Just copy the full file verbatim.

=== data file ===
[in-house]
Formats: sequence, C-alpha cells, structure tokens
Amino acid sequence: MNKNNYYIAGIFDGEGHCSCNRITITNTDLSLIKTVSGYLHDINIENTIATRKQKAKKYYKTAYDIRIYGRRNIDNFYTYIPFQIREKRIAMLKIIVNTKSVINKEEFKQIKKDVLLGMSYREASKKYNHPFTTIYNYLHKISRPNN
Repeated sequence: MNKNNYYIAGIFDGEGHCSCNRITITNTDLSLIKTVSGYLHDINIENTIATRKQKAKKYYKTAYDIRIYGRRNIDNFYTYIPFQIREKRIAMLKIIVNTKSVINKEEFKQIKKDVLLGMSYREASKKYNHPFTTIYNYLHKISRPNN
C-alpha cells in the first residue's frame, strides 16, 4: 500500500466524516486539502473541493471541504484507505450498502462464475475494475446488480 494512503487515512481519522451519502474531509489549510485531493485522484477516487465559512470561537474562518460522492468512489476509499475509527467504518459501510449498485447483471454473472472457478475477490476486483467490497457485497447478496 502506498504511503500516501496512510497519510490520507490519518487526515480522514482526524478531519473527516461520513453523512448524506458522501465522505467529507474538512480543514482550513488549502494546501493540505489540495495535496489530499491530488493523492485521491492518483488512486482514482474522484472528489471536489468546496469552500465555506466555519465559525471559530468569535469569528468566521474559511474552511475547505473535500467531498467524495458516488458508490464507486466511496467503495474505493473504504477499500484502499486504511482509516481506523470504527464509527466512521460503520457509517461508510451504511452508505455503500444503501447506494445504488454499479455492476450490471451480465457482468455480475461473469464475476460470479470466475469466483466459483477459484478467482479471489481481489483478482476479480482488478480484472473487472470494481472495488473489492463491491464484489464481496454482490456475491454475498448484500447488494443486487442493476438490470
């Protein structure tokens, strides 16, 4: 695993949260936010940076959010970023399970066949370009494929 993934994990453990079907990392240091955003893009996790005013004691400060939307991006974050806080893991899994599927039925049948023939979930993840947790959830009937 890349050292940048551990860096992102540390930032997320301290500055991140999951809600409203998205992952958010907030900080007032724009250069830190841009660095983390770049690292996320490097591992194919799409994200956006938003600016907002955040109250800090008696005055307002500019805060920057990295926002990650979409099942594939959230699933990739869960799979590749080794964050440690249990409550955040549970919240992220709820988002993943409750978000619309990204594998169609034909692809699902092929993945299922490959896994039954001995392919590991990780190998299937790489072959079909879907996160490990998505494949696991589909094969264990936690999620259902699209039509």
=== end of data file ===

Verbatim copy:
[in-house]
Formats: sequence, C-alpha cells, structure tokens
Amino acid sequence: MNKNNYYIAGIFDGEGHCSCNRITITNTDLSLIKTVSGYLHDINIENTIATRKQKAKKYYKTAYDIRIYGRRNIDNFYTYIPFQIREKRIAMLKIIVNTKSVINKEEFKQIKKDVLLGMSYREASKKYNHPFTTIYNYLHKISRPNN
Repeated sequence: MNKNNYYIAGIFDGEGHCSCNRITITNTDLSLIKTVSGYLHDINIENTIATRKQKAKKYYKTAYDIRIYGRRNIDNFYTYIPFQIREKRIAMLKIIVNTKSVINKEEFKQIKKDVLLGMSYREASKKYNHPFTTIYNYLHKISRPNN
C-alpha cells in the first residue's frame, strides 16, 4: 500500500466524516486539502473541493471541504484507505450498502462464475475494475446488480 494512503487515512481519522451519502474531509489549510485531493485522484477516487465559512470561537474562518460522492468512489476509499475509527467504518459501510449498485447483471454473472472457478475477490476486483467490497457485497447478496 502506498504511503500516501496512510497519510490520507490519518487526515480522514482526524478531519473527516461520513453523512448524506458522501465522505467529507474538512480543514482550513488549502494546501493540505489540495495535496489530499491530488493523492485521491492518483488512486482514482474522484472528489471536489468546496469552500465555506466555519465559525471559530468569535469569528468566521474559511474552511475547505473535500467531498467524495458516488458508490464507486466511496467503495474505493473504504477499500484502499486504511482509516481506523470504527464509527466512521460503520457509517461508510451504511452508505455503500444503501447506494445504488454499479455492476450490471451480465457482468455480475461473469464475476460470479470466475469466483466459483477459484478467482479471489481481489483478482476479480482488478480484472473487472470494481472495488473489492463491491464484489464481496454482490456475491454475498448484500447488494443486487442493476438490470
């Protein structure tokens, strides 16, 4: 695993949260936010940076959010970023399970066949370009494929 993934994990453990079907990392240091955003893009996790005013004691400060939307991006974050806080893991899994599927039925049948023939979930993840947790959830009937 890349050292940048551990860096992102540390930032997320301290500055991140999951809600409203998205992952958010907030900080007032724009250069830190841009660095983390770049690292996320490097591992194919799409994200956006938003600016907002955040109250800090008696005055307002500019805060920057990295926002990650979409099942594939959230699933990739869960799979590749080794964050440690249990409550955040549970919240992220709820988002993943409750978000619309990204594998169609034909692809699902092929993945299922490959896994039954001995392919590991990780190998299937790489072959079909879907996160490990998505494949696991589909094969264990936690999620259902699209039509």